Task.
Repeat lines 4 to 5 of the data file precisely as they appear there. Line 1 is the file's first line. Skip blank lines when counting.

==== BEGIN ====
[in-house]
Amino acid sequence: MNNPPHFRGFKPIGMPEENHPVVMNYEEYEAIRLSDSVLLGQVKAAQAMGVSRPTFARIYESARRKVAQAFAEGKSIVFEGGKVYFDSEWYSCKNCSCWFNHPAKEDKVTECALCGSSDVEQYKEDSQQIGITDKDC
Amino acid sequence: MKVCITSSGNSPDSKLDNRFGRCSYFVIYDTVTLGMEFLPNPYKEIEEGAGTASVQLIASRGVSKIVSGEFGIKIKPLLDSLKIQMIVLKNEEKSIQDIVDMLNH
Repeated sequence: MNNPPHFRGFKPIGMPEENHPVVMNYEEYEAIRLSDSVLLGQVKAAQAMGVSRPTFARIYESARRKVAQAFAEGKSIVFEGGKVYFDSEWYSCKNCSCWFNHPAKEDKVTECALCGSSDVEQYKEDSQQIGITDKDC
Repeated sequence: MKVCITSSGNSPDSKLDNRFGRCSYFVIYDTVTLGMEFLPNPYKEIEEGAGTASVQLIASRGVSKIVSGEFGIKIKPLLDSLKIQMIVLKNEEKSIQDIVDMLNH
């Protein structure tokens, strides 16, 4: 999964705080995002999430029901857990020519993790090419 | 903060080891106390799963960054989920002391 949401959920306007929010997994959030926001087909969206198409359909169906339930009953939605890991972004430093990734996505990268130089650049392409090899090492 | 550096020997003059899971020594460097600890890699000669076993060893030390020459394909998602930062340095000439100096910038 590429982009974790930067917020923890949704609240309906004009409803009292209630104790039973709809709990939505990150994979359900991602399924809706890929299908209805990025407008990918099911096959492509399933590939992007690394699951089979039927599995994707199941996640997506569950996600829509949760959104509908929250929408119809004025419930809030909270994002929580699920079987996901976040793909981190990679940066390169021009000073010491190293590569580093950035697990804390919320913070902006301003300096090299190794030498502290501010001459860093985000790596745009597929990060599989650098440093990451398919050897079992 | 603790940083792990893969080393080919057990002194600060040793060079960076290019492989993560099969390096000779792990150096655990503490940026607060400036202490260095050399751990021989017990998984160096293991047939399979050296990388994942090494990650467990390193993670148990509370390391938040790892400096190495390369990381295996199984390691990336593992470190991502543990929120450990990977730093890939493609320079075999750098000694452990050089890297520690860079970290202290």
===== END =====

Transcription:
Repeated sequence: MNNPPHFRGFKPIGMPEENHPVVMNYEEYEAIRLSDSVLLGQVKAAQAMGVSRPTFARIYESARRKVAQAFAEGKSIVFEGGKVYFDSEWYSCKNCSCWFNHPAKEDKVTECALCGSSDVEQYKEDSQQIGITDKDC
Repeated sequence: MKVCITSSGNSPDSKLDNRFGRCSYFVIYDTVTLGMEFLPNPYKEIEEGAGTASVQLIASRGVSKIVSGEFGIKIKPLLDSLKIQMIVLKNEEKSIQDIVDMLNH